In the world of investing, no phenomenon is more remarkable than the tendency of Wall Street's brilliant, richly bonused prognosticators to make totally wrongheaded forecasts for stocks. Here's the typical sell these days: Start with sober, logical-sounding parsing of numbers and trends that point to danger ahead, but then draw the familiar, and absolutely opposite, conclusion—this aging bull will just keep roaring!
Just this week, Goldman Sachs’ chief global equities strategist followed the script. In a CNBC interview on Tuesday, Peter Oppenheim noted "the fundamental peaking of growth momentum" and cautioned that the Trump bump has "overpriced the ability of the administration to push through some of the things the market is priced for." He also forecast that a chance of a "correction," normally defined as a drop of at least 10%, is "quite high."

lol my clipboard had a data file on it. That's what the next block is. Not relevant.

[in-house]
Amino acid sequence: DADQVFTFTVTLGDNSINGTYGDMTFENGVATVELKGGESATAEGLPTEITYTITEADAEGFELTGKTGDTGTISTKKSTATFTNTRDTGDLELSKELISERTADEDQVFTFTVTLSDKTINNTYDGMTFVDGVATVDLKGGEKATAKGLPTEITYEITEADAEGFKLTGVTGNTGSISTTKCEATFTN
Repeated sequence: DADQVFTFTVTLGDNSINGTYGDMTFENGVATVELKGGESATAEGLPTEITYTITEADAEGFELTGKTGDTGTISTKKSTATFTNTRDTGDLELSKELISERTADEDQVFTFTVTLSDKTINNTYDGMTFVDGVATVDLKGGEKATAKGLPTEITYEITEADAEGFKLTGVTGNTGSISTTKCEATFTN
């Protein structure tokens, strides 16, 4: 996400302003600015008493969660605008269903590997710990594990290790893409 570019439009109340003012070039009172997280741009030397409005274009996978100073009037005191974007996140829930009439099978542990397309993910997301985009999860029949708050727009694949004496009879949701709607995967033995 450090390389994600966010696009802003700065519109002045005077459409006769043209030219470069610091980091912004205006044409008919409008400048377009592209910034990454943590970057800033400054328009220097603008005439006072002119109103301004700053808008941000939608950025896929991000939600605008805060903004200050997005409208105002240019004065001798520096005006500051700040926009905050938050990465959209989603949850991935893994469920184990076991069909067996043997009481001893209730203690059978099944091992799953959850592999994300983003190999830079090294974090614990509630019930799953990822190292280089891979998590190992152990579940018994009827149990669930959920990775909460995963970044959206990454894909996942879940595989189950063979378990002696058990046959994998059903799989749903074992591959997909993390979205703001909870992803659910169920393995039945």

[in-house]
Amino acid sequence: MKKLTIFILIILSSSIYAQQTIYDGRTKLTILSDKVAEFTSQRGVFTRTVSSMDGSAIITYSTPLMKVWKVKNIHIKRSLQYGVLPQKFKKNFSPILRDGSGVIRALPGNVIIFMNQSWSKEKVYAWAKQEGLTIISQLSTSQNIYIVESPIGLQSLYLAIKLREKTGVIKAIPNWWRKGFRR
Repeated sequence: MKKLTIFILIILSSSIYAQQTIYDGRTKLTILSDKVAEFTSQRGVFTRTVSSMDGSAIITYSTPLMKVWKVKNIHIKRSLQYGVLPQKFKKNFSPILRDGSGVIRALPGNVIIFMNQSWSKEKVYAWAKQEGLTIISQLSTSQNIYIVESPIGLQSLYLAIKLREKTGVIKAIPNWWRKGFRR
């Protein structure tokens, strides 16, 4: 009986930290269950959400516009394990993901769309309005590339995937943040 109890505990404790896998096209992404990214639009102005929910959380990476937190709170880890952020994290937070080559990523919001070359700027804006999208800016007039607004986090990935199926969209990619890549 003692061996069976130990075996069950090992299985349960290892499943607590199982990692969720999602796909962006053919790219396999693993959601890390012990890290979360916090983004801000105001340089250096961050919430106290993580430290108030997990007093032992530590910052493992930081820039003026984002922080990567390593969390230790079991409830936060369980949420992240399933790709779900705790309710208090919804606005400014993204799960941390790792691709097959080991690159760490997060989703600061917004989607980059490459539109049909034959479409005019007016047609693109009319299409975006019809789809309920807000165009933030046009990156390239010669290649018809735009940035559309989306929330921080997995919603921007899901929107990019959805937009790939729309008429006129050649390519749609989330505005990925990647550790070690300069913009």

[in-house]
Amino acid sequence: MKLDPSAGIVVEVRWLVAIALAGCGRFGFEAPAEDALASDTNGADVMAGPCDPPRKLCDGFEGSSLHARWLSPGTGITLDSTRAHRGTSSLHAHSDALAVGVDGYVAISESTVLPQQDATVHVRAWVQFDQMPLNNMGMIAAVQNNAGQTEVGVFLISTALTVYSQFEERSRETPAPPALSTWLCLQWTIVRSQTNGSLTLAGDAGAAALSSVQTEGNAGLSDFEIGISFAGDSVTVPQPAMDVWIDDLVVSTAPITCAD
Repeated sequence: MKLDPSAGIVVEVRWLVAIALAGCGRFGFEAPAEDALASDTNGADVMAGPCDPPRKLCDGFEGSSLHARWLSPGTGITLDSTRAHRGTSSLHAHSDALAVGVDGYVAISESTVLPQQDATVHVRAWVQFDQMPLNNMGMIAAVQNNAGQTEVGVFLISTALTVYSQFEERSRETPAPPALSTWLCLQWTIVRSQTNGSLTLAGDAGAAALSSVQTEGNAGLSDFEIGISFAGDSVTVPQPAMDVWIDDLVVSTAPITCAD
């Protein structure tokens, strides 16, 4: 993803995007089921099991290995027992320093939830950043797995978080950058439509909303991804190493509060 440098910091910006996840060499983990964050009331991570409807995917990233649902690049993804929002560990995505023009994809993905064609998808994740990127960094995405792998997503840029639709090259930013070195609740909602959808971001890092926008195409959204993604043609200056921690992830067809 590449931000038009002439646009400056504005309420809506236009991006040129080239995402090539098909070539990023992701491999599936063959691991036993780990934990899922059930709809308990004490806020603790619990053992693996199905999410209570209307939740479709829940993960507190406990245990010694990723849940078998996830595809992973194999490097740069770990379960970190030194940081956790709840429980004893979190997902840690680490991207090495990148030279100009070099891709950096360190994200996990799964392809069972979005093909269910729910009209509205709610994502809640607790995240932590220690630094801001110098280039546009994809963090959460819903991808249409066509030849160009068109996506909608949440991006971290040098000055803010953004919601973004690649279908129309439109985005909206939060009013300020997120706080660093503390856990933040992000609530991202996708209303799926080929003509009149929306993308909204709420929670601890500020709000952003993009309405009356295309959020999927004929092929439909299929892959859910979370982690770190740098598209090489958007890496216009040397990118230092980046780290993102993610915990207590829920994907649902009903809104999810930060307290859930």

At that point, his portrait of a severely stretched, overpriced market made perfect sense. But then Oppenheim veered to a confounding conclusion: "The correction—if we're getting one—is not going to be the end of the bull market. I think that will probably continue for some time." In other words, any drop will be temporary; stocks will then resume their upward march, breaching today's near-record levels and rising from there.
Now don't get me wrong. Oppenheim's analysis is excellent and his warnings are well founded. But with all those caveats, how can he and his Wall Street brethren remain so doggedly optimistic?
At today's elevated prices, the market math contradicts Wall Street's sunny outlook with three possible scenarios, that are best illustrated by popular songs with divergent themes.
The first is what I'll call the "Wall Street fantasy" outcome recalling the inspirational standard from Man of La Mancha, "The Impossible Dream." The second is the plodding, "mediocre" path suggesting Irving Berlin's 1940's tune "Getting Nowhere." And the third is the "disaster" scenario that could be subtitled, "I'm Building Up to an Awful Letdown," a 1930s ditty immortalized by Fred Astaire.